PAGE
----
The Trump administration is using new powers to propose a significant decrease in how many opioids drug companies can manufacture in the U.S. in 2019.
The Justice Department and Drug Enforcement Administration (DEA) are proposing an average 10 percent decrease next year in the manufacturing quotas for six frequently misused opioids.
“We’ve lost too many lives to the opioid epidemic and families and communities suffer tragic consequences every day,” said acting DEA Administrator Uttam Dhillon.
“This significant drop in prescriptions by doctors and DEA’s production quota adjustment will continue to reduce the amount of drugs available for illicit diversion and abuse while ensuring that patients will continue to have access to proper medicine.”
A final rule released in July gave the agency the authority to consider a drug’s potential for abuse when setting its annual opioid production limits.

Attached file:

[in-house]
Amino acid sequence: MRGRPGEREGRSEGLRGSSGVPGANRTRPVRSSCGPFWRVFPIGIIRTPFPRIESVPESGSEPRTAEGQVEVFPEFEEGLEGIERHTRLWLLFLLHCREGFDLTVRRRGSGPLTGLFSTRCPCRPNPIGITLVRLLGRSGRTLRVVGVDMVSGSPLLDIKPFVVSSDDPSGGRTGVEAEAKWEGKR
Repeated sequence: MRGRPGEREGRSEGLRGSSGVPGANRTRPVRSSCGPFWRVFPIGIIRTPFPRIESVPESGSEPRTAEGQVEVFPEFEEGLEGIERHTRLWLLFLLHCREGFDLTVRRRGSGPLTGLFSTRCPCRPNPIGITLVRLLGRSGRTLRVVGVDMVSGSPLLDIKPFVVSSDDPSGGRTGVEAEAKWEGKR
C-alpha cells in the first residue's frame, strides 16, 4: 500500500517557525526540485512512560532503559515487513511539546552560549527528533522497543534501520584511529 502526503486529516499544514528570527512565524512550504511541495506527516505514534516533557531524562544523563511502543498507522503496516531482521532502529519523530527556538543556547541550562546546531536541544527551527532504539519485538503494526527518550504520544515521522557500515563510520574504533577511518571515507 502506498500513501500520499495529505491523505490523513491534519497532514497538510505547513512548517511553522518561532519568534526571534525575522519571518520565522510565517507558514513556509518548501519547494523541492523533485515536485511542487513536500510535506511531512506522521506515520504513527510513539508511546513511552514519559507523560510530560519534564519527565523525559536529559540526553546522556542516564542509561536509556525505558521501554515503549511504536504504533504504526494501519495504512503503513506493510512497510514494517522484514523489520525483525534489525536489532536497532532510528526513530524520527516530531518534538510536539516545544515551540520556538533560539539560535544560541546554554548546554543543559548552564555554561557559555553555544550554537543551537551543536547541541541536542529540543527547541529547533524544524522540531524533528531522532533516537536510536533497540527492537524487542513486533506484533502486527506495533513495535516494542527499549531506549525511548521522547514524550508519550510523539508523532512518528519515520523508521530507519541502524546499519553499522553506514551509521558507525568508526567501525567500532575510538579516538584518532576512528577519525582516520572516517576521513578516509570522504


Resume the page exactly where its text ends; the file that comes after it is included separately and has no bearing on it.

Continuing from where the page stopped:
Before the rule was finalized, the agency could only consider factors like past sales and estimated demand.
Experts say the overproduction of opioids has contributed significantly to the ongoing opioid abuse epidemic.
The proposed quotas for 2019 would decrease manufacturing for oxycodone, hydrocodone, oxymorphone, hydromorphone, morphine and fentanyl.
Attorney General Jeff Sessions said the decrease should help reduce opioid prescribing rates.
“Cutting opioid production quotas by an average of ten percent next year will help us continue that progress and make it harder to divert these drugs for abuse,” he said in a statement.
The proposed quotas will go through a 30 day comment period before being finalized.